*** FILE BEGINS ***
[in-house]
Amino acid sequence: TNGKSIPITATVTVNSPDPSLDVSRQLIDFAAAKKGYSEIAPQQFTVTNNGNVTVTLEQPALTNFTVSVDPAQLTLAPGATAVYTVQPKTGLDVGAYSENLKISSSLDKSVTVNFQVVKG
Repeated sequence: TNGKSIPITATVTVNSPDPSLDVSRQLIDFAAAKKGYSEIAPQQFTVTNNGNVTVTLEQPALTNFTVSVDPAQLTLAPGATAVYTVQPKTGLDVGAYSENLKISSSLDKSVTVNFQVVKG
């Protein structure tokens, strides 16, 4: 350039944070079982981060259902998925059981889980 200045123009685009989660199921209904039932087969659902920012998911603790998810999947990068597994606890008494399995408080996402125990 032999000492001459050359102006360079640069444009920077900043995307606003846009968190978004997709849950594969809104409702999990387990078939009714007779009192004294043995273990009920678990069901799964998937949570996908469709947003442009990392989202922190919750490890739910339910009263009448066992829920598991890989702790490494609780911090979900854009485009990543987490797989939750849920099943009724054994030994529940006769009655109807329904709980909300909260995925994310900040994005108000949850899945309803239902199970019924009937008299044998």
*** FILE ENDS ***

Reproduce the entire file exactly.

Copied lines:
[in-house]
Amino acid sequence: TNGKSIPITATVTVNSPDPSLDVSRQLIDFAAAKKGYSEIAPQQFTVTNNGNVTVTLEQPALTNFTVSVDPAQLTLAPGATAVYTVQPKTGLDVGAYSENLKISSSLDKSVTVNFQVVKG
Repeated sequence: TNGKSIPITATVTVNSPDPSLDVSRQLIDFAAAKKGYSEIAPQQFTVTNNGNVTVTLEQPALTNFTVSVDPAQLTLAPGATAVYTVQPKTGLDVGAYSENLKISSSLDKSVTVNFQVVKG
């Protein structure tokens, strides 16, 4: 350039944070079982981060259902998925059981889980 200045123009685009989660199921209904039932087969659902920012998911603790998810999947990068597994606890008494399995408080996402125990 032999000492001459050359102006360079640069444009920077900043995307606003846009968190978004997709849950594969809104409702999990387990078939009714007779009192004294043995273990009920678990069901799964998937949570996908469709947003442009990392989202922190919750490890739910339910009263009448066992829920598991890989702790490494609780911090979900854009485009990543987490797989939750849920099943009724054994030994529940006769009655109807329904709980909300909260995925994310900040994005108000949850899945309803239902199970019924009937008299044998």